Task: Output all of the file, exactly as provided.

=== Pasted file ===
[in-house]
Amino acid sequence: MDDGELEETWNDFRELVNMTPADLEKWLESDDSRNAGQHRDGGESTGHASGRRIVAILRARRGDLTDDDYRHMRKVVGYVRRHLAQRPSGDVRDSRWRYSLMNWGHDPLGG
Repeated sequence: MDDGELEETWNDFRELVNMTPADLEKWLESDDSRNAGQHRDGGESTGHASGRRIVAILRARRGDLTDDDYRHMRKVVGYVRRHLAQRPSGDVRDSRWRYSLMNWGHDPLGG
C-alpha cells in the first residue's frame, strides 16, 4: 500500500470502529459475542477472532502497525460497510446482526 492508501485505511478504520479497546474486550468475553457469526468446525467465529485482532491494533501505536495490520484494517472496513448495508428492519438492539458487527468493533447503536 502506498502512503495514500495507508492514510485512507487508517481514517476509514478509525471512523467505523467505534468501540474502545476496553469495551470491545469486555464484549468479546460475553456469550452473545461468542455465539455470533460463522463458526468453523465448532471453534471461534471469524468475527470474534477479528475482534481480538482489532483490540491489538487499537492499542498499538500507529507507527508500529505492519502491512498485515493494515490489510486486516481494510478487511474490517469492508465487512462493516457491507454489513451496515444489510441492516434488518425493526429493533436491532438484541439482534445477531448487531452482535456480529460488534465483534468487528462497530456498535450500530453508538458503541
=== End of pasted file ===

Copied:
[in-house]
Amino acid sequence: MDDGELEETWNDFRELVNMTPADLEKWLESDDSRNAGQHRDGGESTGHASGRRIVAILRARRGDLTDDDYRHMRKVVGYVRRHLAQRPSGDVRDSRWRYSLMNWGHDPLGG
Repeated sequence: MDDGELEETWNDFRELVNMTPADLEKWLESDDSRNAGQHRDGGESTGHASGRRIVAILRARRGDLTDDDYRHMRKVVGYVRRHLAQRPSGDVRDSRWRYSLMNWGHDPLGG
C-alpha cells in the first residue's frame, strides 16, 4: 500500500470502529459475542477472532502497525460497510446482526 492508501485505511478504520479497546474486550468475553457469526468446525467465529485482532491494533501505536495490520484494517472496513448495508428492519438492539458487527468493533447503536 502506498502512503495514500495507508492514510485512507487508517481514517476509514478509525471512523467505523467505534468501540474502545476496553469495551470491545469486555464484549468479546460475553456469550452473545461468542455465539455470533460463522463458526468453523465448532471453534471461534471469524468475527470474534477479528475482534481480538482489532483490540491489538487499537492499542498499538500507529507507527508500529505492519502491512498485515493494515490489510486486516481494510478487511474490517469492508465487512462493516457491507454489513451496515444489510441492516434488518425493526429493533436491532438484541439482534445477531448487531452482535456480529460488534465483534468487528462497530456498535450500530453508538458503541